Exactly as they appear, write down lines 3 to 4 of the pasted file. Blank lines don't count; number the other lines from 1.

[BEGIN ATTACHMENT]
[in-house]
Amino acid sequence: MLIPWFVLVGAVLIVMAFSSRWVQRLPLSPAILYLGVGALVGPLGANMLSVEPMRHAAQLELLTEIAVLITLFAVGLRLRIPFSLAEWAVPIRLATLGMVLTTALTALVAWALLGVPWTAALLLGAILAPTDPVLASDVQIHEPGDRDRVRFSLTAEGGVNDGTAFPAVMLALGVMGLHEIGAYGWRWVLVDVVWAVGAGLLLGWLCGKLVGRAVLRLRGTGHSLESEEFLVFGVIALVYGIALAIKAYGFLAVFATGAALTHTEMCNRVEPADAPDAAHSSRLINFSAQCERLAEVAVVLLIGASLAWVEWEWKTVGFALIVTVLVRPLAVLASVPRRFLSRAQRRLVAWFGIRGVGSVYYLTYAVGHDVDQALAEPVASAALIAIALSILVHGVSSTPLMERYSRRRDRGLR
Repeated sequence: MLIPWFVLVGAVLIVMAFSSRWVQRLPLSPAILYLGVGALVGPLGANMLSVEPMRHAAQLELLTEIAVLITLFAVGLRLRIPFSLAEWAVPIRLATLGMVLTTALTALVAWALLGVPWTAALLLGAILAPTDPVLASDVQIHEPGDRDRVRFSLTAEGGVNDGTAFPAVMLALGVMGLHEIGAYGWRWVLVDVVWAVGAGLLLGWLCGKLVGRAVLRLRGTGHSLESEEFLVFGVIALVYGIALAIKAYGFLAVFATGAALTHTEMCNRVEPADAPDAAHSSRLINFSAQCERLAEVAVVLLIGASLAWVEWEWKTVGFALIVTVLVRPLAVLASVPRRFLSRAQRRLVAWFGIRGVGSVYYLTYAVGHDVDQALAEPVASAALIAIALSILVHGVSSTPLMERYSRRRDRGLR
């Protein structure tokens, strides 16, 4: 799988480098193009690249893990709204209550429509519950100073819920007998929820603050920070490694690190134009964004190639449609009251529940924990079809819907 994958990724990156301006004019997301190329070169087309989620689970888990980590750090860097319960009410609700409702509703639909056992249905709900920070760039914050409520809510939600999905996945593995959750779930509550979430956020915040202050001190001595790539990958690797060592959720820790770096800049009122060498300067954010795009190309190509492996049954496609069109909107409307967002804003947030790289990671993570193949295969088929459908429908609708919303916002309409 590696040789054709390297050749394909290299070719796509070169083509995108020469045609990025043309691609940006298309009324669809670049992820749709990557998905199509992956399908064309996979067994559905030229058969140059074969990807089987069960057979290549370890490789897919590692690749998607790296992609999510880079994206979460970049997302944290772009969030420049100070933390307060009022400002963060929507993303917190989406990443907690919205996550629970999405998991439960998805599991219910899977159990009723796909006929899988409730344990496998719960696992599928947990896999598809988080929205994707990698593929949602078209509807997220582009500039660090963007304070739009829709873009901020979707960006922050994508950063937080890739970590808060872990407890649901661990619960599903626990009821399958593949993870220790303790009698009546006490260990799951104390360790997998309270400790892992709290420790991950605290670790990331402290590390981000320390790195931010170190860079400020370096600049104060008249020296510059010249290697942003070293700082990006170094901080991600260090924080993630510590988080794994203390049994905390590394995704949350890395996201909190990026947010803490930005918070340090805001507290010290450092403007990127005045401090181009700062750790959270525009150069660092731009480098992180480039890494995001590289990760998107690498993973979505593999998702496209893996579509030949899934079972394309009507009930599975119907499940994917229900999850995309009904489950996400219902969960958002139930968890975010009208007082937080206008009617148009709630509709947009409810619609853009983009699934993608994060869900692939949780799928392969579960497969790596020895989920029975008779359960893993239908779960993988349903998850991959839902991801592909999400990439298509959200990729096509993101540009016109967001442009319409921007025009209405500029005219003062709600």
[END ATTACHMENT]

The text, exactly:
Repeated sequence: MLIPWFVLVGAVLIVMAFSSRWVQRLPLSPAILYLGVGALVGPLGANMLSVEPMRHAAQLELLTEIAVLITLFAVGLRLRIPFSLAEWAVPIRLATLGMVLTTALTALVAWALLGVPWTAALLLGAILAPTDPVLASDVQIHEPGDRDRVRFSLTAEGGVNDGTAFPAVMLALGVMGLHEIGAYGWRWVLVDVVWAVGAGLLLGWLCGKLVGRAVLRLRGTGHSLESEEFLVFGVIALVYGIALAIKAYGFLAVFATGAALTHTEMCNRVEPADAPDAAHSSRLINFSAQCERLAEVAVVLLIGASLAWVEWEWKTVGFALIVTVLVRPLAVLASVPRRFLSRAQRRLVAWFGIRGVGSVYYLTYAVGHDVDQALAEPVASAALIAIALSILVHGVSSTPLMERYSRRRDRGLR
């Protein structure tokens, strides 16, 4: 799988480098193009690249893990709204209550429509519950100073819920007998929820603050920070490694690190134009964004190639449609009251529940924990079809819907 994958990724990156301006004019997301190329070169087309989620689970888990980590750090860097319960009410609700409702509703639909056992249905709900920070760039914050409520809510939600999905996945593995959750779930509550979430956020915040202050001190001595790539990958690797060592959720820790770096800049009122060498300067954010795009190309190509492996049954496609069109909107409307967002804003947030790289990671993570193949295969088929459908429908609708919303916002309409 590696040789054709390297050749394909290299070719796509070169083509995108020469045609990025043309691609940006298309009324669809670049992820749709990557998905199509992956399908064309996979067994559905030229058969140059074969990807089987069960057979290549370890490789897919590692690749998607790296992609999510880079994206979460970049997302944290772009969030420049100070933390307060009022400002963060929507993303917190989406990443907690919205996550629970999405998991439960998805599991219910899977159990009723796909006929899988409730344990496998719960696992599928947990896999598809988080929205994707990698593929949602078209509807997220582009500039660090963007304070739009829709873009901020979707960006922050994508950063937080890739970590808060872990407890649901661990619960599903626990009821399958593949993870220790303790009698009546006490260990799951104390360790997998309270400790892992709290420790991950605290670790990331402290590390981000320390790195931010170190860079400020370096600049104060008249020296510059010249290697942003070293700082990006170094901080991600260090924080993630510590988080794994203390049994905390590394995704949350890395996201909190990026947010803490930005918070340090805001507290010290450092403007990127005045401090181009700062750790959270525009150069660092731009480098992180480039890494995001590289990760998107690498993973979505593999998702496209893996579509030949899934079972394309009507009930599975119907499940994917229900999850995309009904489950996400219902969960958002139930968890975010009208007082937080206008009617148009709630509709947009409810619609853009983009699934993608994060869900692939949780799928392969579960497969790596020895989920029975008779359960893993239908779960993988349903998850991959839902991801592909999400990439298509959200990729096509993101540009016109967001442009319409921007025009209405500029005219003062709600």